Preliminary data from the 2011 census shows that Delhi has just witnessed its slowest growth in population since 1931. While not presaging a dire turn of events, a usual interpretation of such data, it does mark a new phase in the city’s life.
At a conceptual level a city is nothing but a collection of individuals and firms which get together at one location. This happens because of benefits from reduced transport costs for goods, persons and ideas. In modern times, these effects have been most pronounced in places such as the Silicon Valley and various towns that sprung around industries. This process of enlargement continues until disadvantages from very large size set in. The advantage of transportation slowly disappears as travel time for workers and managers increases, leading to real opportunity costs in terms of time. Crime and social problems, pollution and other issues also tend to make megacities lose their attractiveness as a destination for people, ideas and goods alike.
Whether Delhi has reached that point must await fuller releases of data, not only from the census, but from other sources as well. Initial indicators, however, point in that direction. While Delhi’s population grew by 20.96% in 2001-2011 (in contrast to the huge 47.02% in 1990-2001, the city’s centre—the New Delhi and central districts—witnessed a –25.35% and –10.48% growth in 2001-11, respectively. In other words, the heart of the city emptied during this period. There is some debate that a part of this change was due to a slum clearance drive by the Delhi government. But this can only be a part of the change as anecdotal evidence of large population increases in its periphery—Gurgaon and Noida—are indicators of the process of the change sketched above. Data releases in the days and months ahead will throw more light on this process.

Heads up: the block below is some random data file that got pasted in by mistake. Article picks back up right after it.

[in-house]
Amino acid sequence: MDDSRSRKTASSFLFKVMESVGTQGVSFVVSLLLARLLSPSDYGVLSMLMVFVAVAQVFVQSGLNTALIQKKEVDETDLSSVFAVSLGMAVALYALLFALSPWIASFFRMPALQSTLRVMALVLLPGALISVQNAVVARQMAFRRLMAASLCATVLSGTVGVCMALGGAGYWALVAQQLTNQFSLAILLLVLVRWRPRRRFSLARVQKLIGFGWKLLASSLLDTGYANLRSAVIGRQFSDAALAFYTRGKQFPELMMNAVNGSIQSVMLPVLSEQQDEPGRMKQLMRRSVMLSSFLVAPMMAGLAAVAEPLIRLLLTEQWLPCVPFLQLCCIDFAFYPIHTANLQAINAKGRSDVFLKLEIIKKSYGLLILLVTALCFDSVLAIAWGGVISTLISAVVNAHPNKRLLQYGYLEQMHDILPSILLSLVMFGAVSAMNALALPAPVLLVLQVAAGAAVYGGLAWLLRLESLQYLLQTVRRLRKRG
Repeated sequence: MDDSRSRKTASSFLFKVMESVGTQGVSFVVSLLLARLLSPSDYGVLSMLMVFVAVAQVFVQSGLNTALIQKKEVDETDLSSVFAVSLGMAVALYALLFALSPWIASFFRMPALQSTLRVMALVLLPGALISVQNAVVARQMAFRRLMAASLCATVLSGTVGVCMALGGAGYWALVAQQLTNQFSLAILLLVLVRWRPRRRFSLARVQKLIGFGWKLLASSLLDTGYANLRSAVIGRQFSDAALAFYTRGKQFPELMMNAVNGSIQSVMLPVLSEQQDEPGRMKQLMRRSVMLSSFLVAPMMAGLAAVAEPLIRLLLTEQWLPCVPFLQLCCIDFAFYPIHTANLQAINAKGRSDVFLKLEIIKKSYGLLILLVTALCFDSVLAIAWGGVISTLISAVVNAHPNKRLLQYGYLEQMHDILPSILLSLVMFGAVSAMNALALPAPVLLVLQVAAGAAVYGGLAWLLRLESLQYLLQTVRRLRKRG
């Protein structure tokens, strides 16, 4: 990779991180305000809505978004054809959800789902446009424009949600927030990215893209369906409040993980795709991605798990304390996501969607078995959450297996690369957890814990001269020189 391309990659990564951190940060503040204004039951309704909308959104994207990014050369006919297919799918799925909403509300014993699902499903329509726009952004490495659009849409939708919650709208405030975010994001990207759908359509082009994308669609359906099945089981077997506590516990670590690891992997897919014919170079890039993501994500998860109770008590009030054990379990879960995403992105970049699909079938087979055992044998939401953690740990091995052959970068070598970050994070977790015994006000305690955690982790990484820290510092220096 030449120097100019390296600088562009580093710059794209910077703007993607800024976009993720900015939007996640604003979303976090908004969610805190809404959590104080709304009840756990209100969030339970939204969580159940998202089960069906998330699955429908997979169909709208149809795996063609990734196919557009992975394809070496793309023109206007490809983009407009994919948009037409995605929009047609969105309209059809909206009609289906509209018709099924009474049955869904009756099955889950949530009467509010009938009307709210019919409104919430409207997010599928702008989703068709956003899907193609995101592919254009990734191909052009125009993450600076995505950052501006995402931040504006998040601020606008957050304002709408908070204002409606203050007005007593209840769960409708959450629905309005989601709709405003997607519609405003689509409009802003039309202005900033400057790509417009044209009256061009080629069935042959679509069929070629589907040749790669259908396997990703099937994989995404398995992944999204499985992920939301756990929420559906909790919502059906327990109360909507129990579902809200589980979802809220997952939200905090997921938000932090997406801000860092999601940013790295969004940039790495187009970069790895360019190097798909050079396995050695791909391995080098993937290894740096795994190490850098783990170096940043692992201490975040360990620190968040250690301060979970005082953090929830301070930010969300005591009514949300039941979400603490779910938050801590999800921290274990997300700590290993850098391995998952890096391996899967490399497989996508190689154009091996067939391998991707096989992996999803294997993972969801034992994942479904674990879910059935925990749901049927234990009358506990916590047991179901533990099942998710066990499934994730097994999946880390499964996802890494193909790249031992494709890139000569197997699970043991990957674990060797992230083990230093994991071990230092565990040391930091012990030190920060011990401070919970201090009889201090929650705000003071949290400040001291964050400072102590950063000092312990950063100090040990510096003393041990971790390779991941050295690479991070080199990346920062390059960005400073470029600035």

Is Delhi, then, doomed? Not the least. But there is enough evidence to show that the state government needs to take remedial measures now to prevent a slide in that direction. There are technological fixes to some of the problems such as pollution. Others—crime, congestion and social problems—clearly require better policy responses. Even a cursory look at the data from the National Crime Records Bureau shows that crime in Delhi —whether it be murders, kidnappings and abductions—is unacceptably high when compared with all-India averages. For the city to remain an attractive destination for work and business, stemming this tide of trouble ought to be the first priority of the government.
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